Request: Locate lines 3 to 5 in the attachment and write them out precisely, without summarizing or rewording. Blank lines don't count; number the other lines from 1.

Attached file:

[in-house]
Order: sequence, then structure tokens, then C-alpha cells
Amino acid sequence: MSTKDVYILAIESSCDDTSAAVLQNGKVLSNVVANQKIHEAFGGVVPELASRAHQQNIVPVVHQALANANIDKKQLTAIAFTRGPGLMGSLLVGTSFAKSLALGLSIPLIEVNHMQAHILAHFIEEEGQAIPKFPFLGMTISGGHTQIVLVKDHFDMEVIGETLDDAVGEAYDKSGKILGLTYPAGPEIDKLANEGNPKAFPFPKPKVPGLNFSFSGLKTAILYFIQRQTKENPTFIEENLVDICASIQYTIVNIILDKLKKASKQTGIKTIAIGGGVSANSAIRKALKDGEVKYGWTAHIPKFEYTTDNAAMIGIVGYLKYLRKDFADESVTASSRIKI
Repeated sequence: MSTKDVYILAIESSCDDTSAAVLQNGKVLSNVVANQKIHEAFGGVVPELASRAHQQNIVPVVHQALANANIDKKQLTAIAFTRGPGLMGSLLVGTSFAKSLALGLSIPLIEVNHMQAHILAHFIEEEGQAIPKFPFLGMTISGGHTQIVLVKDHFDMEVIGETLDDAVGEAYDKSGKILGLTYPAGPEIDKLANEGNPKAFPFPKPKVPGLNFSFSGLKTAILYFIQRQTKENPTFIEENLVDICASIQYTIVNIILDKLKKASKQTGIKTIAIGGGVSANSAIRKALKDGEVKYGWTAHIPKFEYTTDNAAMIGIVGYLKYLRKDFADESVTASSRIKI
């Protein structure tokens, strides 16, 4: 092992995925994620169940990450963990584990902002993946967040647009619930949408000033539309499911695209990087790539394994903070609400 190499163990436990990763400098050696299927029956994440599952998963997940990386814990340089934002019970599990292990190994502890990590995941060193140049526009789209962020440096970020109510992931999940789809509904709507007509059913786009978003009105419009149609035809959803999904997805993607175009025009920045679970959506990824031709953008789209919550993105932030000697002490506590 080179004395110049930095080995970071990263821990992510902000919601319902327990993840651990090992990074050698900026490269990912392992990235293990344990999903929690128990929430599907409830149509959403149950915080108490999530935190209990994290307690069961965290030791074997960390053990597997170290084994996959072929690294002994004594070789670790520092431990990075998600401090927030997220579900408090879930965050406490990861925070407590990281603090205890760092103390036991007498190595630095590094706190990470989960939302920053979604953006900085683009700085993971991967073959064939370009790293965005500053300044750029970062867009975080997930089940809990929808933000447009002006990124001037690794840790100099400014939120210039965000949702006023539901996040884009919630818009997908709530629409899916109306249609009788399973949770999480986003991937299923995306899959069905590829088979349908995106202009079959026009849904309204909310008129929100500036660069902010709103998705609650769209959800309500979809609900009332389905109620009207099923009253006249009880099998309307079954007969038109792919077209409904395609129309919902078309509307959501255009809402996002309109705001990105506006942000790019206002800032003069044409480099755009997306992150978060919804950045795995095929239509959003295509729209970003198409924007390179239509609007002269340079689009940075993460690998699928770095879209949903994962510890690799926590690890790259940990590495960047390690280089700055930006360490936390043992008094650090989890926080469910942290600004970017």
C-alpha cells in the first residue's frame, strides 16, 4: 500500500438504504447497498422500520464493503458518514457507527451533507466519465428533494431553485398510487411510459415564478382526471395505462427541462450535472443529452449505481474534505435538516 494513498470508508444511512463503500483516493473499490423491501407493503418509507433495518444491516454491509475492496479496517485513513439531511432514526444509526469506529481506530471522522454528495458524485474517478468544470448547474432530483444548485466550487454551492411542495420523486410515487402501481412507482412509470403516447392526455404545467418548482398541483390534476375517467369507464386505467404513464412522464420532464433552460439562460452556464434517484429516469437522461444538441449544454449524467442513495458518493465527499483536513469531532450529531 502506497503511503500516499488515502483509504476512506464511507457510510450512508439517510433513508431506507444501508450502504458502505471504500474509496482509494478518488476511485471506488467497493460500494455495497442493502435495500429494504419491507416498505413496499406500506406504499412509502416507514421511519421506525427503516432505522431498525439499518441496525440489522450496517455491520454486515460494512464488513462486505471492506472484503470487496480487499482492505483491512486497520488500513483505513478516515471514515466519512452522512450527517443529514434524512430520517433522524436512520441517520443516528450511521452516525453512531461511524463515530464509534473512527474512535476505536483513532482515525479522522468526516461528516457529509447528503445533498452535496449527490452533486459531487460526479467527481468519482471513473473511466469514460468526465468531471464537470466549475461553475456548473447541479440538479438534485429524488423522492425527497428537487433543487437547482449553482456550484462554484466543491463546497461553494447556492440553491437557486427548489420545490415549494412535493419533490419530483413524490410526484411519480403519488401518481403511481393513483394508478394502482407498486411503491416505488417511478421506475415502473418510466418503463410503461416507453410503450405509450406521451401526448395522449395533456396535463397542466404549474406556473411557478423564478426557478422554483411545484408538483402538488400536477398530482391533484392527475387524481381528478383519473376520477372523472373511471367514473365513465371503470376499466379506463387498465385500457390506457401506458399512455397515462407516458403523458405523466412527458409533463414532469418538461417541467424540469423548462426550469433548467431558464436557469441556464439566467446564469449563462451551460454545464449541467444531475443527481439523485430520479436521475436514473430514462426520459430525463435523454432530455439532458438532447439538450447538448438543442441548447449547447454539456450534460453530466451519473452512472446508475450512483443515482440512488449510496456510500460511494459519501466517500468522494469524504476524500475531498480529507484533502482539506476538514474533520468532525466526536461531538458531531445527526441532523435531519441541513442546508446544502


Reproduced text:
Amino acid sequence: MSTKDVYILAIESSCDDTSAAVLQNGKVLSNVVANQKIHEAFGGVVPELASRAHQQNIVPVVHQALANANIDKKQLTAIAFTRGPGLMGSLLVGTSFAKSLALGLSIPLIEVNHMQAHILAHFIEEEGQAIPKFPFLGMTISGGHTQIVLVKDHFDMEVIGETLDDAVGEAYDKSGKILGLTYPAGPEIDKLANEGNPKAFPFPKPKVPGLNFSFSGLKTAILYFIQRQTKENPTFIEENLVDICASIQYTIVNIILDKLKKASKQTGIKTIAIGGGVSANSAIRKALKDGEVKYGWTAHIPKFEYTTDNAAMIGIVGYLKYLRKDFADESVTASSRIKI
Repeated sequence: MSTKDVYILAIESSCDDTSAAVLQNGKVLSNVVANQKIHEAFGGVVPELASRAHQQNIVPVVHQALANANIDKKQLTAIAFTRGPGLMGSLLVGTSFAKSLALGLSIPLIEVNHMQAHILAHFIEEEGQAIPKFPFLGMTISGGHTQIVLVKDHFDMEVIGETLDDAVGEAYDKSGKILGLTYPAGPEIDKLANEGNPKAFPFPKPKVPGLNFSFSGLKTAILYFIQRQTKENPTFIEENLVDICASIQYTIVNIILDKLKKASKQTGIKTIAIGGGVSANSAIRKALKDGEVKYGWTAHIPKFEYTTDNAAMIGIVGYLKYLRKDFADESVTASSRIKI
């Protein structure tokens, strides 16, 4: 092992995925994620169940990450963990584990902002993946967040647009619930949408000033539309499911695209990087790539394994903070609400 190499163990436990990763400098050696299927029956994440599952998963997940990386814990340089934002019970599990292990190994502890990590995941060193140049526009789209962020440096970020109510992931999940789809509904709507007509059913786009978003009105419009149609035809959803999904997805993607175009025009920045679970959506990824031709953008789209919550993105932030000697002490506590 080179004395110049930095080995970071990263821990992510902000919601319902327990993840651990090992990074050698900026490269990912392992990235293990344990999903929690128990929430599907409830149509959403149950915080108490999530935190209990994290307690069961965290030791074997960390053990597997170290084994996959072929690294002994004594070789670790520092431990990075998600401090927030997220579900408090879930965050406490990861925070407590990281603090205890760092103390036991007498190595630095590094706190990470989960939302920053979604953006900085683009700085993971991967073959064939370009790293965005500053300044750029970062867009975080997930089940809990929808933000447009002006990124001037690794840790100099400014939120210039965000949702006023539901996040884009919630818009997908709530629409899916109306249609009788399973949770999480986003991937299923995306899959069905590829088979349908995106202009079959026009849904309204909310008129929100500036660069902010709103998705609650769209959800309500979809609900009332389905109620009207099923009253006249009880099998309307079954007969038109792919077209409904395609129309919902078309509307959501255009809402996002309109705001990105506006942000790019206002800032003069044409480099755009997306992150978060919804950045795995095929239509959003295509729209970003198409924007390179239509609007002269340079689009940075993460690998699928770095879209949903994962510890690799926590690890790259940990590495960047390690280089700055930006360490936390043992008094650090989890926080469910942290600004970017």